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Fewer Than Half of Alabama School Buses Have Air Conditioning

Alabama State Board of Education may ask Legislature for funds to make up gap.

This is a photo of school buses in front of a school.
Students walk to buses at Morse High School/Bath Regional Career and Technical Center in Bath, Maine. Maine is one of many states that have not adopted later start times for high schools, despite overwhelming scientific evidence that it’s better for students, due to complications such as the cost of new bus schedules. (Elaine S. Povich/Stateline)

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The Alabama State Board of Education may ask the Alabama Legislature for money to add air conditioning to state school buses, most of which lack it.

At the September 14 Board meeting, members of the state Board considered asking for a one-time supplemental bill to add buses to districts most in need.

“One of the things we might encourage on top of the budget is to say, ‘You know what, we’d like to have another one-time flow of money into fleet renewal with a focus on getting rid of buses that don’t have air conditioning,’” said Eric Mackey, state superintendent.

Only 48% of buses in the state have air conditioning, according to Alabama State Department of Education data. Chad Carpenter, transportation specialist for the ALSDE, said in a phone interview that buses can get 20 degrees hotter than the air outside.

Carpenter compared school buses to passenger cars and said that, when he was a kid, his parents had options between buying cars with or without air conditioning. Many people bought cars without air conditioning because it was cheaper. Then, as technology advanced, air conditioning became cheaper and then standard.

“I wouldn’t be real surprised if air conditioning on school buses doesn’t become pretty standard in the next few years,” he said.

Last summer was the hottest season since 1880, according to NASA. Josh Willis, climate scientist and oceanographer at NASA’s Jet Propulsion Laboratory in Southern California, attributed the heat to long term warming and marine heat waves in combination with the weather pattern known as El Nino, in which the surface waters in central and eastern Pacific are warmer than usual.

Alabama’s hottest summer, until 2023, had been in 1883, according to Weather Underground.

Mackey said at the board meeting that all special education buses in the state are legally required to have air conditioning and that has been the law for some time.

“It’s not a new requirement,” he said. “I won’t say for sure there’s not one somewhere, but I’d be really surprised if there’s a special ed bus in the state that is not air conditioned.”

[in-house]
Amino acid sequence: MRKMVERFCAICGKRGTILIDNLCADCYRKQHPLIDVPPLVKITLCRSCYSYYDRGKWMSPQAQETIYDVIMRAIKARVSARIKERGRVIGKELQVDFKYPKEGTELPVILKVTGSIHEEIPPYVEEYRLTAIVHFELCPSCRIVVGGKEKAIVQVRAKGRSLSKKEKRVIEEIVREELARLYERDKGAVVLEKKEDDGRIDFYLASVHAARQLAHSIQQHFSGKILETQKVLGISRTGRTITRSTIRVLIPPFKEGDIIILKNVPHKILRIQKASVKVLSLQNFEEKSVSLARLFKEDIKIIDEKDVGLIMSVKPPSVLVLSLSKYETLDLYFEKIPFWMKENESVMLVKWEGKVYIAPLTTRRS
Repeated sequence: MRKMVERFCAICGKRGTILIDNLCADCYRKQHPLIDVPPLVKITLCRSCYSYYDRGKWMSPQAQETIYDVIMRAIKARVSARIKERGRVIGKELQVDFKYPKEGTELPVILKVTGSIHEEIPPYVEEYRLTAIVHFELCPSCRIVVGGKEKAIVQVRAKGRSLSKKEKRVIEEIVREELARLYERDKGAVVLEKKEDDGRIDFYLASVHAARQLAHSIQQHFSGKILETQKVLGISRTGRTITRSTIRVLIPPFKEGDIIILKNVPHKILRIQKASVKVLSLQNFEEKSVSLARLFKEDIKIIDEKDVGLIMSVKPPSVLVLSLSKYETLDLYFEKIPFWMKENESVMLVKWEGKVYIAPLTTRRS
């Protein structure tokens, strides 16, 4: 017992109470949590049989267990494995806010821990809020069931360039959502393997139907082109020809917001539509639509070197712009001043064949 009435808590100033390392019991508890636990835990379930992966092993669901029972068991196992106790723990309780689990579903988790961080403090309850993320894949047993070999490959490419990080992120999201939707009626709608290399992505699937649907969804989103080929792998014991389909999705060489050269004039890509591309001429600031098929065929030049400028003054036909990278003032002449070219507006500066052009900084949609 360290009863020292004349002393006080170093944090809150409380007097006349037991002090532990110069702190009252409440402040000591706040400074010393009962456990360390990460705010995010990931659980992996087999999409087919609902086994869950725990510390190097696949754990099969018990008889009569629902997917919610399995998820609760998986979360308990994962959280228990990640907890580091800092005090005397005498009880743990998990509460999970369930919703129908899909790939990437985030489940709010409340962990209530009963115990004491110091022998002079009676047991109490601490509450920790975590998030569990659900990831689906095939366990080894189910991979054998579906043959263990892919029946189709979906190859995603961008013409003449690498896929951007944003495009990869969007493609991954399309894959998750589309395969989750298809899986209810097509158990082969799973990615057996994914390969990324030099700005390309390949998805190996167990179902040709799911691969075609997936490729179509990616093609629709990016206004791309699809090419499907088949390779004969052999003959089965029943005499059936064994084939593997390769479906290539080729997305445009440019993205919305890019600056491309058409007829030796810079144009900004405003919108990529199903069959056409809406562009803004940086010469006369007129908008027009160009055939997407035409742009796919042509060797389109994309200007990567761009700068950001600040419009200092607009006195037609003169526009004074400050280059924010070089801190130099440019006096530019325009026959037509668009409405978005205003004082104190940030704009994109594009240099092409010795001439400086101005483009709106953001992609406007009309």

According to data provided by the Alabama State Department of Education, only a few school districts or charter schools had zero buses on route with air conditioning in the 2022-23 school year.

Daleville City, with 14 routes, has no buses on route with air conditioning. Elba City has four bus routes and no buses with air conditioning. Fairfield City has seven bus routes and no buses with air conditioning. Jacksonville City has 16 bus routes and no buses with air conditioning. Orange Beach City has three bus routes and no air conditioning on buses. Troy City has two bus routes and no buses with air conditioning. Tuscumbia City has zero buses with air conditioning and one bus route. Life Academy has three bus routes and no air conditioning.

Under Alabama law code, city school systems can purchase school buses, but county school systems must provide transportation. City school systems and charter schools are only required to offer transportation for students served by special education, according to Al.com.

Sen. Arthur Orr, R-Decatur, chair of the Senate Finance and Taxation Education committee, said that he has not heard any talk of supplemental funding for buses yet.

“At the legislative level, because we’re one of the last along the line of the appropriations process, it’s a little early to know whether that’s going to be a high priority request from the education community,” he said.

Mackey told board members they were able to get a one-time supplemental appropriation last year of around $130 million to buy new buses. Two districts, Wilcox County and Shelby County, were given the most funds to buy air conditioned buses, based on need. ALSDE data shows that Shelby has 18.73% of their buses air conditioned currently, or 59 on 319 bus routes. Wilcox has 62.16% of their buses air conditioned, or 23 on 37 bus routes.

Alabama Reflector is part of States Newsroom, a network of news bureaus supported by grants and a coalition of donors as a 501c(3) public charity. Alabama Reflector maintains editorial independence. Contact Editor Brian Lyman for questions: info@alabamareflector.com. Follow Alabama Reflector on Facebook and Twitter.

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